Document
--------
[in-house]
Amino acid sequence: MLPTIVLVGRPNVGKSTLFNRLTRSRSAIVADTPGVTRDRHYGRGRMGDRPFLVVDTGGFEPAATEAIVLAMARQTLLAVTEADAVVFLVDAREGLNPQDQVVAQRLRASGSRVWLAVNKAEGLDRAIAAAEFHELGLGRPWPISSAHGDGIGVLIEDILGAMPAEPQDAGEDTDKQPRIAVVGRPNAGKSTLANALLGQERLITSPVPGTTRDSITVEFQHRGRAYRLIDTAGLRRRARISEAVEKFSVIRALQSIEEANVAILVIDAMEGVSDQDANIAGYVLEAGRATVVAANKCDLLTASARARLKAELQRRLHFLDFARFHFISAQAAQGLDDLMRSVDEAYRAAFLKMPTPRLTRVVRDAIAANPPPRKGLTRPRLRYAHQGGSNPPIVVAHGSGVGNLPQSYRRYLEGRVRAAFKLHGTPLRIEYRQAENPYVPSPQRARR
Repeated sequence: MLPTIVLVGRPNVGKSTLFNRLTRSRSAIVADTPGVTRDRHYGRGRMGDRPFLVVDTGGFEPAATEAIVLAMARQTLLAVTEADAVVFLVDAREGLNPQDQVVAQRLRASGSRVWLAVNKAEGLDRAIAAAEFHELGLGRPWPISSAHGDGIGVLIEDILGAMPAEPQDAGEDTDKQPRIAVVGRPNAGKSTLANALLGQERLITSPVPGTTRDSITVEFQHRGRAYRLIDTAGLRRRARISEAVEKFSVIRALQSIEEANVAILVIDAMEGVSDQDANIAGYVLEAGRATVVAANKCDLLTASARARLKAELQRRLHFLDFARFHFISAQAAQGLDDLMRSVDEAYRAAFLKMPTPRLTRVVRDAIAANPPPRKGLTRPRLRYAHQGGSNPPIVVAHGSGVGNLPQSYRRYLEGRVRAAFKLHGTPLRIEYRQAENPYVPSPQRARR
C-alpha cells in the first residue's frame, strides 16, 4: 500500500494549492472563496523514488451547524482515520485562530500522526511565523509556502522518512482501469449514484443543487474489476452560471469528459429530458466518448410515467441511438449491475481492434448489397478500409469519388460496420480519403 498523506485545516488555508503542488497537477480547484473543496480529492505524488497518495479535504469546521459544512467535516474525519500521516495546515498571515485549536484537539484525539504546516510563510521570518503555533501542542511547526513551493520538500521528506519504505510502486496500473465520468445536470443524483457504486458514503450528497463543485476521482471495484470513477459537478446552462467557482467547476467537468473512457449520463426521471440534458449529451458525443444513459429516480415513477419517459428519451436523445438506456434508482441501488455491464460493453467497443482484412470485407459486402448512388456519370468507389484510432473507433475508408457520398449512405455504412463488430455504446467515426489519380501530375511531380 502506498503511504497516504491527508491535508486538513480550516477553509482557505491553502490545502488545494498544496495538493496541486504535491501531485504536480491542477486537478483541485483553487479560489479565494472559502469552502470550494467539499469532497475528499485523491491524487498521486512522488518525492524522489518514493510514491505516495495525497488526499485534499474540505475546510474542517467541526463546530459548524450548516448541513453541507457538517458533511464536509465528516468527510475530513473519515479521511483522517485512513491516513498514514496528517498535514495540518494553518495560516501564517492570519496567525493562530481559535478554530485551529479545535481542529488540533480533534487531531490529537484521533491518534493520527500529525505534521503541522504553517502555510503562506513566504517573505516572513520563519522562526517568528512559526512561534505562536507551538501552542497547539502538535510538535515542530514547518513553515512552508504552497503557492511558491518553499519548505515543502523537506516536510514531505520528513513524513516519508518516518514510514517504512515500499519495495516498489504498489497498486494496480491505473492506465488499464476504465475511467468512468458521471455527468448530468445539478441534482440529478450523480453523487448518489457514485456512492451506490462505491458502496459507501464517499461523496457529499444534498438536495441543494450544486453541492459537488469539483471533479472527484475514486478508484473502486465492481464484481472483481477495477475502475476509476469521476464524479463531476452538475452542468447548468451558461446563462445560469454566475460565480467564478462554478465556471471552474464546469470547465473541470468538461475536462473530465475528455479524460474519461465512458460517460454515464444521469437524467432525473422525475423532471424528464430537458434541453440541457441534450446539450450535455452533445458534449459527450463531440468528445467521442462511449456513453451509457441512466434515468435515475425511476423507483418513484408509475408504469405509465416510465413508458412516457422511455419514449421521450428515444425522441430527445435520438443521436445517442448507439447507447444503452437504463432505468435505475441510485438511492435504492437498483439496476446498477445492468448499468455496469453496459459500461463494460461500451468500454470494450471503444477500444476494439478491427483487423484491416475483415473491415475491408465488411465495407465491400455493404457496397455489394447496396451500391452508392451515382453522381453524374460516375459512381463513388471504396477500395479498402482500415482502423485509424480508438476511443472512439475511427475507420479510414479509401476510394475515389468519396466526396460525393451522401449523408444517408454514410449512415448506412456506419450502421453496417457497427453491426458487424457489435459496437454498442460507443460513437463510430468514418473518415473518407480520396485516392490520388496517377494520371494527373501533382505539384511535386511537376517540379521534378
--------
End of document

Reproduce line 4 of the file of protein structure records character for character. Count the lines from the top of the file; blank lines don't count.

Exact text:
C-alpha cells in the first residue's frame, strides 16, 4: 500500500494549492472563496523514488451547524482515520485562530500522526511565523509556502522518512482501469449514484443543487474489476452560471469528459429530458466518448410515467441511438449491475481492434448489397478500409469519388460496420480519403 498523506485545516488555508503542488497537477480547484473543496480529492505524488497518495479535504469546521459544512467535516474525519500521516495546515498571515485549536484537539484525539504546516510563510521570518503555533501542542511547526513551493520538500521528506519504505510502486496500473465520468445536470443524483457504486458514503450528497463543485476521482471495484470513477459537478446552462467557482467547476467537468473512457449520463426521471440534458449529451458525443444513459429516480415513477419517459428519451436523445438506456434508482441501488455491464460493453467497443482484412470485407459486402448512388456519370468507389484510432473507433475508408457520398449512405455504412463488430455504446467515426489519380501530375511531380 502506498503511504497516504491527508491535508486538513480550516477553509482557505491553502490545502488545494498544496495538493496541486504535491501531485504536480491542477486537478483541485483553487479560489479565494472559502469552502470550494467539499469532497475528499485523491491524487498521486512522488518525492524522489518514493510514491505516495495525497488526499485534499474540505475546510474542517467541526463546530459548524450548516448541513453541507457538517458533511464536509465528516468527510475530513473519515479521511483522517485512513491516513498514514496528517498535514495540518494553518495560516501564517492570519496567525493562530481559535478554530485551529479545535481542529488540533480533534487531531490529537484521533491518534493520527500529525505534521503541522504553517502555510503562506513566504517573505516572513520563519522562526517568528512559526512561534505562536507551538501552542497547539502538535510538535515542530514547518513553515512552508504552497503557492511558491518553499519548505515543502523537506516536510514531505520528513513524513516519508518516518514510514517504512515500499519495495516498489504498489497498486494496480491505473492506465488499464476504465475511467468512468458521471455527468448530468445539478441534482440529478450523480453523487448518489457514485456512492451506490462505491458502496459507501464517499461523496457529499444534498438536495441543494450544486453541492459537488469539483471533479472527484475514486478508484473502486465492481464484481472483481477495477475502475476509476469521476464524479463531476452538475452542468447548468451558461446563462445560469454566475460565480467564478462554478465556471471552474464546469470547465473541470468538461475536462473530465475528455479524460474519461465512458460517460454515464444521469437524467432525473422525475423532471424528464430537458434541453440541457441534450446539450450535455452533445458534449459527450463531440468528445467521442462511449456513453451509457441512466434515468435515475425511476423507483418513484408509475408504469405509465416510465413508458412516457422511455419514449421521450428515444425522441430527445435520438443521436445517442448507439447507447444503452437504463432505468435505475441510485438511492435504492437498483439496476446498477445492468448499468455496469453496459459500461463494460461500451468500454470494450471503444477500444476494439478491427483487423484491416475483415473491415475491408465488411465495407465491400455493404457496397455489394447496396451500391452508392451515382453522381453524374460516375459512381463513388471504396477500395479498402482500415482502423485509424480508438476511443472512439475511427475507420479510414479509401476510394475515389468519396466526396460525393451522401449523408444517408454514410449512415448506412456506419450502421453496417457497427453491426458487424457489435459496437454498442460507443460513437463510430468514418473518415473518407480520396485516392490520388496517377494520371494527373501533382505539384511535386511537376517540379521534378